In the space of just a week the international market for LNG took several major steps toward the long-sought goal of a high-volume, highly liquid, global trade like that of crude oil.
On Sept. 3, Freeport LNG shipped its first cargo and also secured a new equity partner. The next day CME Group, parent of the Chicago and New York mercantile exchanges, announced it would begin trading an LNG futures contract on Oct. 14 pending regulatory review. Then Freeport secured additional financing for its planned fourth train.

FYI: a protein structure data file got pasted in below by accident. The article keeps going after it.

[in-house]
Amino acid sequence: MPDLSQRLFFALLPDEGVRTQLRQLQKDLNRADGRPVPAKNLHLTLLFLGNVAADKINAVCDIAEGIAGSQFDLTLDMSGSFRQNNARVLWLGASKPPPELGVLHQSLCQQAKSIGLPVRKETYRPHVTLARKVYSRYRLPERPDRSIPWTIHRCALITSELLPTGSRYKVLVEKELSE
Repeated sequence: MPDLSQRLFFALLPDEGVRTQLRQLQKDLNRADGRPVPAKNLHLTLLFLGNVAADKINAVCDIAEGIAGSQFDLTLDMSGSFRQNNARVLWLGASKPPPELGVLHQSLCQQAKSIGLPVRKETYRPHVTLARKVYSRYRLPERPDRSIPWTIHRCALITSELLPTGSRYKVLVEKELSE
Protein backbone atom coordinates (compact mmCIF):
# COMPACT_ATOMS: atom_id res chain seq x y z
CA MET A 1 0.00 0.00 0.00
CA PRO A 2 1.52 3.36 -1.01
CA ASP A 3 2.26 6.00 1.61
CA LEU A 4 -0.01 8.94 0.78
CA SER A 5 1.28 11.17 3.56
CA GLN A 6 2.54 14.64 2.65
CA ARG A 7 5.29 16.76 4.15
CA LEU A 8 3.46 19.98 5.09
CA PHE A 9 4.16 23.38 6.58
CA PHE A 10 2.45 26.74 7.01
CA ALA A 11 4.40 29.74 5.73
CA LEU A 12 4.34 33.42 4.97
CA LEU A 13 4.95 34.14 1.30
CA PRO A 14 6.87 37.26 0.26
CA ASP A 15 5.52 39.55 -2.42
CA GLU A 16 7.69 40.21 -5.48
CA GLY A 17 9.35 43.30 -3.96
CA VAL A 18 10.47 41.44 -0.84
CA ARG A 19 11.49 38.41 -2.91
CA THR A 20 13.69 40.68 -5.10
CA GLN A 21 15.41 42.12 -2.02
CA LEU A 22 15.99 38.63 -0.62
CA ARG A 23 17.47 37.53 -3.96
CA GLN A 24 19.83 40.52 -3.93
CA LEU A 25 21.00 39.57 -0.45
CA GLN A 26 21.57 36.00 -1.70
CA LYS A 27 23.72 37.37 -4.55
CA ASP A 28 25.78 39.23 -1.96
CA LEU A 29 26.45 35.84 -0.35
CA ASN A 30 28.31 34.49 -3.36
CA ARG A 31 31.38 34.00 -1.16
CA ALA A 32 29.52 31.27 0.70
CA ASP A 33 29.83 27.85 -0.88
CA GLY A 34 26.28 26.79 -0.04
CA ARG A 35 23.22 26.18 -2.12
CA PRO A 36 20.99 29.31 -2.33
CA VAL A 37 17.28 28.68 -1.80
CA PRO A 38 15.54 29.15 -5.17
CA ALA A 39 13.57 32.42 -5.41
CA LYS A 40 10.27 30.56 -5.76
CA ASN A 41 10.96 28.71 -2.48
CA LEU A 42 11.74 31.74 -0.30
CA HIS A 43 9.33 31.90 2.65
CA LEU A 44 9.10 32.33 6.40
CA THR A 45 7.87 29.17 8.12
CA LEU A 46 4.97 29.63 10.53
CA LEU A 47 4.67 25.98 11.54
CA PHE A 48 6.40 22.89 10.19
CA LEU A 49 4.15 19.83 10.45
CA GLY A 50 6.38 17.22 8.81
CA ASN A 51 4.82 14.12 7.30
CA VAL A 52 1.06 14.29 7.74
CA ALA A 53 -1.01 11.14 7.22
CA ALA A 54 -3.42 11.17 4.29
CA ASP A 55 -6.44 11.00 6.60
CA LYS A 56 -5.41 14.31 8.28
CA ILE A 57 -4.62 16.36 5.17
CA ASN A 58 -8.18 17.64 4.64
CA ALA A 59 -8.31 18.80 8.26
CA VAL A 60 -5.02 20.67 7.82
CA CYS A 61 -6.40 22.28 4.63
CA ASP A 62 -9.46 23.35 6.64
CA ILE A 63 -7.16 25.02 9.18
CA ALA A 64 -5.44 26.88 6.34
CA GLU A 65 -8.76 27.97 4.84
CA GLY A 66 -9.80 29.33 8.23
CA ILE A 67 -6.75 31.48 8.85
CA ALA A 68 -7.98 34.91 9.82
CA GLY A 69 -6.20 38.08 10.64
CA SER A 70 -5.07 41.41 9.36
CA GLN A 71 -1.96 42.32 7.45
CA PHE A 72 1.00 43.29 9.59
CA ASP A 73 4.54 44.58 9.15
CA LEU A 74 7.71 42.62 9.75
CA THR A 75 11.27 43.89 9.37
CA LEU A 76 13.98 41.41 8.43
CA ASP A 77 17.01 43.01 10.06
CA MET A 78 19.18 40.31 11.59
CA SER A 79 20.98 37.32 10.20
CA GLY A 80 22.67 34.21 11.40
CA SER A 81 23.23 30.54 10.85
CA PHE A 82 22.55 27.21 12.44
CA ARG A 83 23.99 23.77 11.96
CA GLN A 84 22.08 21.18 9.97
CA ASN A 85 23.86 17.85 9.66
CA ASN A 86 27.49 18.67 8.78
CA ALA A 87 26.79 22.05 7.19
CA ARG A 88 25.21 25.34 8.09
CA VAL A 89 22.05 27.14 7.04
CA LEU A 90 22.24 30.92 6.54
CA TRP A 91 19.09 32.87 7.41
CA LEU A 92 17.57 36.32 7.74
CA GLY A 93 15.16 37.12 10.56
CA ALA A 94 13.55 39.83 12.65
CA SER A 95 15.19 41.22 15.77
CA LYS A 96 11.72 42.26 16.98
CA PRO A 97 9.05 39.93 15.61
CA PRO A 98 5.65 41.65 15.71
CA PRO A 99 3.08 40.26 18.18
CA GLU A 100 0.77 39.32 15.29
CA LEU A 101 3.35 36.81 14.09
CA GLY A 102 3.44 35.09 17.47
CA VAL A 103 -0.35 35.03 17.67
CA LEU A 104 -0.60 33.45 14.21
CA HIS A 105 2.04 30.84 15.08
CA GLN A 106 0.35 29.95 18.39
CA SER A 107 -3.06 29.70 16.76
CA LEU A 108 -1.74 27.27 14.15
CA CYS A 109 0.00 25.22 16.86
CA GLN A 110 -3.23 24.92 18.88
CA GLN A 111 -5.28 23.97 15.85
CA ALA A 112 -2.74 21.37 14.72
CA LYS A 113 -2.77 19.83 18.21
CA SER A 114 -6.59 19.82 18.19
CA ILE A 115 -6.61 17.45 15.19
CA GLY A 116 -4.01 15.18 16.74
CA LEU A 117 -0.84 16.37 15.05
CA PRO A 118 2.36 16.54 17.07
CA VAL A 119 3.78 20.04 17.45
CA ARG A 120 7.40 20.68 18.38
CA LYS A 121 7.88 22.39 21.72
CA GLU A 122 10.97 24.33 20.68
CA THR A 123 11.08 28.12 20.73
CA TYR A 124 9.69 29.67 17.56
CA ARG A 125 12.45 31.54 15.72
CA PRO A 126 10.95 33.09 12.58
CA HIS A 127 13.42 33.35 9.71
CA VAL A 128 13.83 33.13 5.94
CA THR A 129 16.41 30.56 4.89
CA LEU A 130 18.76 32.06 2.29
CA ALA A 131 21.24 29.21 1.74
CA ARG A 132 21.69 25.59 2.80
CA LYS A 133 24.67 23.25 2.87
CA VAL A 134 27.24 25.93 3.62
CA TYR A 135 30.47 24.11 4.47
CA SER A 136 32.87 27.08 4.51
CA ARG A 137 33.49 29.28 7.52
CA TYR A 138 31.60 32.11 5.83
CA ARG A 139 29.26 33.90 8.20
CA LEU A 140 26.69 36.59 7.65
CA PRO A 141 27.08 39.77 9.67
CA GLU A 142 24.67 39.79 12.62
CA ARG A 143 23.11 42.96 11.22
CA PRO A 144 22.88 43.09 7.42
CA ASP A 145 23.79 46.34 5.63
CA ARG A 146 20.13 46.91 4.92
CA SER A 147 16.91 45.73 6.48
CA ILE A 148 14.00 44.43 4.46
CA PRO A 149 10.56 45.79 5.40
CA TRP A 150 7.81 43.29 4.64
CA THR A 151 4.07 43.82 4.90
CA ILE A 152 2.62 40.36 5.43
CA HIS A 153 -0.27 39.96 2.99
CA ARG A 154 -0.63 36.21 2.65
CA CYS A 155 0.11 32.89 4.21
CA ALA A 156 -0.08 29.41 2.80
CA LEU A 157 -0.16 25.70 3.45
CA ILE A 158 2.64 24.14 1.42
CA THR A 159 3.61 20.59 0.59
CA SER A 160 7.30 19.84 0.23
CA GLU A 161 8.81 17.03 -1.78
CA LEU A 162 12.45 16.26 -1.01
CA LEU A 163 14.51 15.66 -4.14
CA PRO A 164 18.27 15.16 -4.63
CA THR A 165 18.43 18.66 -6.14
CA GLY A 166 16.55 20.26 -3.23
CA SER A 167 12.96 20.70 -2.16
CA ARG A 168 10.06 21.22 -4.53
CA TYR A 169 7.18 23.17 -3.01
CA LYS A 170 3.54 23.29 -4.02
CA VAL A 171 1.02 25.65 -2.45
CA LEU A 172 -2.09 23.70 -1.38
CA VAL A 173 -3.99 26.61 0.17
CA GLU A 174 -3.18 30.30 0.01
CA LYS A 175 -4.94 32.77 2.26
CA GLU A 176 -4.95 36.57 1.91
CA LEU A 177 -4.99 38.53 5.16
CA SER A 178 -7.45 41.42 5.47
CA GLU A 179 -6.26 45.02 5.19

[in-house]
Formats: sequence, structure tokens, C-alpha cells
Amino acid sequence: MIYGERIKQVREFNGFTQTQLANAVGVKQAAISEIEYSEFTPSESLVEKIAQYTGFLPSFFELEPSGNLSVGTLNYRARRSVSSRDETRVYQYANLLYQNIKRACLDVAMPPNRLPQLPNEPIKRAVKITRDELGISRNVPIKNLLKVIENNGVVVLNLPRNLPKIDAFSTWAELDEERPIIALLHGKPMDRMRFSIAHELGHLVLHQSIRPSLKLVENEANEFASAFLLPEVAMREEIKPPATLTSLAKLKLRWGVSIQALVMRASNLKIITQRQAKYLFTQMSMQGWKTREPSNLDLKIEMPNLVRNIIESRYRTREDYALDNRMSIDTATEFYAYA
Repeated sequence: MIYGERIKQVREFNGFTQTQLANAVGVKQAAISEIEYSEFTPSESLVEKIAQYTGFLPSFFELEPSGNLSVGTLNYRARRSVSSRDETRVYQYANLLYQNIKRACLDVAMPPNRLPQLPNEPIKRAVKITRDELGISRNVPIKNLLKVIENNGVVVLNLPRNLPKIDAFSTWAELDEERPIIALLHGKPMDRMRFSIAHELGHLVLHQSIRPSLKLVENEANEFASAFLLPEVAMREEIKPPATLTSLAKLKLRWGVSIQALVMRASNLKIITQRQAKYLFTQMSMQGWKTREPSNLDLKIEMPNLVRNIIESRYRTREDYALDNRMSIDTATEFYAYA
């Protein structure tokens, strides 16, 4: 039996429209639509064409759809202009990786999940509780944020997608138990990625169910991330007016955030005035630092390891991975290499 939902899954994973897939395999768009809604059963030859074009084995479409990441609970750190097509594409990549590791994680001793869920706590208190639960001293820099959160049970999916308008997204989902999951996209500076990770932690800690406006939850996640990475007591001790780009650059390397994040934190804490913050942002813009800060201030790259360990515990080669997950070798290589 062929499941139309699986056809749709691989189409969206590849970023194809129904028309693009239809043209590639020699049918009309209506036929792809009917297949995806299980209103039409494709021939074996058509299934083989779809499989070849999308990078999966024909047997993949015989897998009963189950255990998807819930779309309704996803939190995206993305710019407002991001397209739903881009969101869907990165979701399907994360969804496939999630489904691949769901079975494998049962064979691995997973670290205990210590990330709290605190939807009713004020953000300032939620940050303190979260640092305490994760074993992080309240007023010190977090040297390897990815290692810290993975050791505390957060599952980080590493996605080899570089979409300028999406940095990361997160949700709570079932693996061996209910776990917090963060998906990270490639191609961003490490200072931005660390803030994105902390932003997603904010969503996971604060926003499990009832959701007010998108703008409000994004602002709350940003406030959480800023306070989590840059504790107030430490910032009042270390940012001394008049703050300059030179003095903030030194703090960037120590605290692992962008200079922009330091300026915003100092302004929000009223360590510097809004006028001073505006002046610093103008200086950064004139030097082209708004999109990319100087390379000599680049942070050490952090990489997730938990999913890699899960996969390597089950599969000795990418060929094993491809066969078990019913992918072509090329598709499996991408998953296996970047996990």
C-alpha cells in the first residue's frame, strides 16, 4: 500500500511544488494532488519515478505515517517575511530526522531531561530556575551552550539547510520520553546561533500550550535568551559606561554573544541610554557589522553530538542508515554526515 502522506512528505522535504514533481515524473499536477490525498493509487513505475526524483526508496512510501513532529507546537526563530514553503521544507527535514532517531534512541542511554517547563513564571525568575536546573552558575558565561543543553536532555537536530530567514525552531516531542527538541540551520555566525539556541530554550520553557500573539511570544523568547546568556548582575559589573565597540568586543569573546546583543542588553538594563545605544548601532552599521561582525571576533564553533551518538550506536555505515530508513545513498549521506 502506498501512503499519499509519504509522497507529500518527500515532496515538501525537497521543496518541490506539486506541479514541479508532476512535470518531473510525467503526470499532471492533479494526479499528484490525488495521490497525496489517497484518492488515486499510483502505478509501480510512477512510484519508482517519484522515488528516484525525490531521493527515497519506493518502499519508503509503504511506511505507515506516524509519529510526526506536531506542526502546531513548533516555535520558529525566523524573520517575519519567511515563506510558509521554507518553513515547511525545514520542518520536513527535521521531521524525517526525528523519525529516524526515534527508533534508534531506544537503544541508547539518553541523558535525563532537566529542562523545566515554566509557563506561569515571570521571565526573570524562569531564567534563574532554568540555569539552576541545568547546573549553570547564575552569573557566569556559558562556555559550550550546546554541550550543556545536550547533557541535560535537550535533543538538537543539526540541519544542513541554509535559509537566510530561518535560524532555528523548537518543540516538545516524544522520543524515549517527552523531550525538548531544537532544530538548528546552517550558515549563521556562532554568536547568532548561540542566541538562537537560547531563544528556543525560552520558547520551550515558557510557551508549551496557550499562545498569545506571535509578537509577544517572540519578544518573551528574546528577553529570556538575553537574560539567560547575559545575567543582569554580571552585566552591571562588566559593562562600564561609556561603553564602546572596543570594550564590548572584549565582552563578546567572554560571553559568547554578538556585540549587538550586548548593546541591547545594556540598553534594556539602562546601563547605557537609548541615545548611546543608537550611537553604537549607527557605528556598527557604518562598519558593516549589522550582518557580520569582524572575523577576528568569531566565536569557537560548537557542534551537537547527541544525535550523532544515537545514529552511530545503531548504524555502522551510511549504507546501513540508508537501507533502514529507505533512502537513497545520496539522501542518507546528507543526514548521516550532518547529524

While the first cargo out of Freeport is an important milestone for that facility, it is the investments in its growth—both equity and debt—as well as the start of futures trading on a major global exchange, that emphasize the new status of North American LNG on the international energy market.